Plenty of peaks for Ross Proudfoot
by Randy Pascal
Inevitably, Ross Proudfoot will encounter some challenges. The nature of track & field, especially at an elite level, gives rise to the peaks and
valleys that accompany competing with the best in the country, some of the best in the world, on a regular basis.
Yet at 19 years of age, Proudfoot has certainly seen far more ups than downs. The Lively native and graduate of Lo-Ellen Park Secondary School has
enjoyed another solid season in his second year at Guelph University, springboarding from the collegiate team directly to his summer season that has
already produced some eye-popping results.
After rewriting the local high-school record book at the middle distances, Proudfoot has lowered his standard in the 1500m to 3:41.86 as he prepares for
the Canadian Olympic Trials in Calgary.
Back in Northern Ontario for a short stint earlier this summer, Proudfoot looked to put it all into perspective. "It's right about now where I realize
that my focus is more for the summer season," he said. "I'm kind of aiming at maybe doing this professionally out of school."
With that in mind, the well-spoken young man who excels at a variety of distances, by normal standards, is likely to narrow his aim just a touch. "It's
kind of when you move away from collegiate that cross-country seems to take a backseat," Proudfoot acknowledged.
"I ran the 1500m and 3km in high school, so I definitely have a little more comfort in those than I would have in other events. But once you leave youth,
the 3000m becomes the 5000m," he said. "The 5km is a bit of a different territory."
"I've only ran a few and mostly as a younger athlete. I would say right now that I'm a 1500m runner." Still, the ability to cross-over is certainly
present and, for middle distance runners, the four-minute mile still holds a certain mystique, despite the international conversion to metric distances.
"The mile is really big in the States still," said Proudfoot. "The four-minute mile is still the one big thing you want to do. I probably won't get a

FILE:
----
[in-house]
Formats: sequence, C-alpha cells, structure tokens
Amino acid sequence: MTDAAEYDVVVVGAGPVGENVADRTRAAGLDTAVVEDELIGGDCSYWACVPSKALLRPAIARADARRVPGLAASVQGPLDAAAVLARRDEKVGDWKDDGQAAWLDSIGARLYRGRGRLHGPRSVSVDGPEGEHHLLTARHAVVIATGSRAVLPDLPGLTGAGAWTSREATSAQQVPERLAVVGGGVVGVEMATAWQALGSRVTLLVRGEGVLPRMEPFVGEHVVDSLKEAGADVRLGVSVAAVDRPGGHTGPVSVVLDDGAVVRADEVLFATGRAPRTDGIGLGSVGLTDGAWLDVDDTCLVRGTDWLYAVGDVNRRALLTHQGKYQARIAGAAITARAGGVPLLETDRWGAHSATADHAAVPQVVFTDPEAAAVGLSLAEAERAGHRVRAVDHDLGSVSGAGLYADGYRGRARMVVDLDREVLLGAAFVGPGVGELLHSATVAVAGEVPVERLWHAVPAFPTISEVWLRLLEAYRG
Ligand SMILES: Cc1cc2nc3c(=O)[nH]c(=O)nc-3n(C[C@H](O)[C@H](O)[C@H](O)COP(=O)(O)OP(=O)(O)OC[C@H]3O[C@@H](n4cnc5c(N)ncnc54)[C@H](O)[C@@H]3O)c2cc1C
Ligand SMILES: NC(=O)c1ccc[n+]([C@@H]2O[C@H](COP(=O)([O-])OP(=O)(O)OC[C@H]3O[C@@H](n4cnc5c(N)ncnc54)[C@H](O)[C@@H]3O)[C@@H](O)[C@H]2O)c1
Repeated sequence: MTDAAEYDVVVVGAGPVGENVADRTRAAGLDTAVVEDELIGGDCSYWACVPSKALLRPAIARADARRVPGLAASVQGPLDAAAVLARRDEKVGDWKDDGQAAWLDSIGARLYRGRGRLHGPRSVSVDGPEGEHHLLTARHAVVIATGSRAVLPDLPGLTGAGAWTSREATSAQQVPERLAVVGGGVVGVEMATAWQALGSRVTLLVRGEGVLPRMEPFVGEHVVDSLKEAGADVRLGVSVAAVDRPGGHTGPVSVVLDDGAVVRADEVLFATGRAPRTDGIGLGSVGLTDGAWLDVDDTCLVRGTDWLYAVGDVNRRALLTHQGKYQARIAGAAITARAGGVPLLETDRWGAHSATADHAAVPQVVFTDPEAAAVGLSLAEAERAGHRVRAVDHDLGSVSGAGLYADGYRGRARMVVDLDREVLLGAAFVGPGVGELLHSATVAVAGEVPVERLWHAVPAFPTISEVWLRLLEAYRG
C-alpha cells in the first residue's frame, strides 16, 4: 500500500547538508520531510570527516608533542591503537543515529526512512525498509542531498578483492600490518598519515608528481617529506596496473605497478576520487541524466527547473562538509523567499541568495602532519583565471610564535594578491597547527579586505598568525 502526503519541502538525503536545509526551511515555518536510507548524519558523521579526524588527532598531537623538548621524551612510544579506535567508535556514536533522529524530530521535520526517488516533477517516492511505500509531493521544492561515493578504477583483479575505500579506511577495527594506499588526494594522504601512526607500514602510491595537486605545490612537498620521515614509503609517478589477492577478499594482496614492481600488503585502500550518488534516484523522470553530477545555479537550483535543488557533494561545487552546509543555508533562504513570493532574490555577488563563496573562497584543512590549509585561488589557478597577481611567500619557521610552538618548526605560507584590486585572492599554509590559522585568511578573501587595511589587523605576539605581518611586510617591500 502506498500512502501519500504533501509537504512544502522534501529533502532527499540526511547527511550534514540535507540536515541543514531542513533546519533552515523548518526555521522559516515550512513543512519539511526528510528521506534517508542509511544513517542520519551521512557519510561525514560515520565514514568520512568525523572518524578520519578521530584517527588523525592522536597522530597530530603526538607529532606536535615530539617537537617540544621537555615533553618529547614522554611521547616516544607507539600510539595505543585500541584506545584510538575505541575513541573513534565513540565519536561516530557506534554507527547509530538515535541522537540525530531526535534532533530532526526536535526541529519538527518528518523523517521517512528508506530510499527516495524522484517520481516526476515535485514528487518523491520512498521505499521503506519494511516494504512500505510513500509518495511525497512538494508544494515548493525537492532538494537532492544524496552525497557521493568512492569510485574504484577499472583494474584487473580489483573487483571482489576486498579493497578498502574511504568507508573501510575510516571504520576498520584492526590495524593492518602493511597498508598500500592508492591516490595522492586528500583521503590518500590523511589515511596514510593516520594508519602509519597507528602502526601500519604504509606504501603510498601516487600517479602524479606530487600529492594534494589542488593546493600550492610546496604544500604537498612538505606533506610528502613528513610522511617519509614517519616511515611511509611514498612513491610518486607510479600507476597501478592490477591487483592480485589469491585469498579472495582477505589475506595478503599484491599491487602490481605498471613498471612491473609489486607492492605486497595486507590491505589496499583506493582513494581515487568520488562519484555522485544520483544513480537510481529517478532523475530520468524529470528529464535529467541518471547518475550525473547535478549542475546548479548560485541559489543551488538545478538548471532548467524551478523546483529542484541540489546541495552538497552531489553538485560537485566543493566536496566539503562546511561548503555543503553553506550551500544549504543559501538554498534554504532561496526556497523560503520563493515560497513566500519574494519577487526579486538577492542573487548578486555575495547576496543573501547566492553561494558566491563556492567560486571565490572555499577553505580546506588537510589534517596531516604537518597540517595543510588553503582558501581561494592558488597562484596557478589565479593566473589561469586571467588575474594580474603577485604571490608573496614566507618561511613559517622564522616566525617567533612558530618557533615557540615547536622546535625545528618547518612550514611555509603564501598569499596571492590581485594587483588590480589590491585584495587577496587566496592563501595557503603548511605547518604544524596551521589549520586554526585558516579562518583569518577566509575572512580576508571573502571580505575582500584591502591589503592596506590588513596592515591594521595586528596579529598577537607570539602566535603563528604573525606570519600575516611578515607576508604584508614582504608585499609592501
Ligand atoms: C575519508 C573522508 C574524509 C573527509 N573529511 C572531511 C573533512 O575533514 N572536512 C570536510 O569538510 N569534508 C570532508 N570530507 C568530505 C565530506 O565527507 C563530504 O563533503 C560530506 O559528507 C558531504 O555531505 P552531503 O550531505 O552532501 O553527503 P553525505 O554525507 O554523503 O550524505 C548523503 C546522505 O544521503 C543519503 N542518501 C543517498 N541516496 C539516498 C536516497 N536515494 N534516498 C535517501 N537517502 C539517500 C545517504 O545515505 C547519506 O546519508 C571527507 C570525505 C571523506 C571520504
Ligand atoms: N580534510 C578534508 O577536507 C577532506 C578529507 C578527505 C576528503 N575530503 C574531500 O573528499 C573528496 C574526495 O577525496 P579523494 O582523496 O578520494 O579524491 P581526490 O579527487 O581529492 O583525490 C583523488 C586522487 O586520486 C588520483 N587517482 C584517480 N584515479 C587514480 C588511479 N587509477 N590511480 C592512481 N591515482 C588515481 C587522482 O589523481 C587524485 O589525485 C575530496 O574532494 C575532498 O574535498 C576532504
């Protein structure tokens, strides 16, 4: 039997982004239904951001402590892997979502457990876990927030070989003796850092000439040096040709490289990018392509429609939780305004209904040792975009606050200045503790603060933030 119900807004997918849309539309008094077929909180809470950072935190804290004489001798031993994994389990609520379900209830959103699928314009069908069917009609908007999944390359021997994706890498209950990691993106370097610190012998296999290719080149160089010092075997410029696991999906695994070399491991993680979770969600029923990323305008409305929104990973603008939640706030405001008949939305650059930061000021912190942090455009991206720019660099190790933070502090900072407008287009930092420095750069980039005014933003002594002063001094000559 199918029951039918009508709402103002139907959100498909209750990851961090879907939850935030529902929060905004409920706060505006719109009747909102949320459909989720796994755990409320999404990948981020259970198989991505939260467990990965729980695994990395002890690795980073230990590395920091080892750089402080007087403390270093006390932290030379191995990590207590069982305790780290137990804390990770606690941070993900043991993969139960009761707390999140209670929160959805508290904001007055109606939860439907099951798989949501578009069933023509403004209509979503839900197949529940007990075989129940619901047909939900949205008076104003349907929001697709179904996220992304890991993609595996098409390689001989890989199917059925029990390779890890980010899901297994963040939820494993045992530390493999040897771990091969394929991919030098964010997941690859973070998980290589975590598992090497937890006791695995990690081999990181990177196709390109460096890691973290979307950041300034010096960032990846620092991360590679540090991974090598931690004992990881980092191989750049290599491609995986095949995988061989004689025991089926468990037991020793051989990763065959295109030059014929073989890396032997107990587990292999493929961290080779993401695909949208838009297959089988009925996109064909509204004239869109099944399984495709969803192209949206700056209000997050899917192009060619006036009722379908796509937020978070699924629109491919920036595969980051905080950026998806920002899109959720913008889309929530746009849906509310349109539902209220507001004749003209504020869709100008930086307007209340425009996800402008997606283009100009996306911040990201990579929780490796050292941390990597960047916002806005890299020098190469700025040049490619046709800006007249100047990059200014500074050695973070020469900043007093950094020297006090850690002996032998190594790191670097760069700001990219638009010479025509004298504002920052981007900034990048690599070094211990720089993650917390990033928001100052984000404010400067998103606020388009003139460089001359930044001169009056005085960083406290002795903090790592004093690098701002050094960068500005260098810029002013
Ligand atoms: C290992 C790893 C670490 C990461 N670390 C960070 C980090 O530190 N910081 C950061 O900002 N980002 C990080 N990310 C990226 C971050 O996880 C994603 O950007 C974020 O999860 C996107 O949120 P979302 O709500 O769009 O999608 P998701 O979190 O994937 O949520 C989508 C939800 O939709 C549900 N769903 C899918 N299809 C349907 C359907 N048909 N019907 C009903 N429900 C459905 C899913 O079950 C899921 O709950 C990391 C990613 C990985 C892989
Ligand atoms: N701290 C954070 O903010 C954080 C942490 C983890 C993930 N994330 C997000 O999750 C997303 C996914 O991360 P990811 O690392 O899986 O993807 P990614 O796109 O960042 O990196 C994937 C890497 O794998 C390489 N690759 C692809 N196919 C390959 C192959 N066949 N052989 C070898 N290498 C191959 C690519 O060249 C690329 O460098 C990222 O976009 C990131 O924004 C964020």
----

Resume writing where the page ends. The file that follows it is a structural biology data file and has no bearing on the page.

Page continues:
mile (race) in this season, but as soon as there's a mile that kind of fits the schedule, looks pretty good and is probably going to go sub-four, I'll
probably just hop in to get that check-mark off the list," he added.
Will three more years of university competition still ahead, jet-setting from one meet to another occurs only for a relatively brief summer period,
right now for Proudfoot, with some inherant pitfalls that accompany the schedule.
"You come into a competition and you're a well-tuned machine," he said. "You do a bit of travel, you want to make sure on the other end that nothing is
jammed up or tight. Once you arrive, just staying on a routine is key, staying as comfortable as you can before a race is key."
Proudfoot's rise to prominence within the Canadian middle distance elite has been somewhat meteoric, with a visit back home providing a nice base to become
grounded once again, allowing some reflection on just how far he has come.
"I haven't really run as a home base here since high school," he admitted. "Getting out the door now, it seems like the 60 or 70 minute runs are so easy,
the loops that you thought were long are so short. That's just growth, more miles - it's second nature now."
While the moniker of "Olympic hopeful" can often be tossed around without a whole lot of thought, Proudfoot has clearly earned the name-plate. Recently
named to the Canadian U-23 track & field team that will compete in Mexico at the 2012 North American, Central America and Carribean (NACAC) U-23
Championships, Proudfoot admits that the reality of his times is starting to hit home.
"This year, being an Olympic year, has kind of brought that into focus, especially being in the group I am with," Proudfoot said. The local product, who
first experienced track & field success as a member of the Jessie Hamilton Public School team, transitions with Guelph coach Dave Scott-Thomas
to his summer program with the Speed River Track & Field Club, home to some of the country's top middle distance runners.
"I started the season with a goal of 3:41 (1500m)," said Proudfoot. "So to open with that, it gets you thinking. Let's try and go sub 3:40 and if you get
sub 3:40, well 3:38 is the Olympic "B" standard."
While all of this might seem like pretty heady stuff for a teenager only a couple of years removed from SDSSAA competition, Proudfoot maintains a
wonderfully sensible perspective, one that is apparent at various stages of the conversation.
"Occidental (in Los Angeles) was the coolest to watch," Proudfoot suggested. "You're kind of just watching races as you're getting warmed up for your
event. You're an athlete and a fan."
A perspective that should prove extremely helpful as he navigates the peaks, and inevitable valleys, that lurk ahead.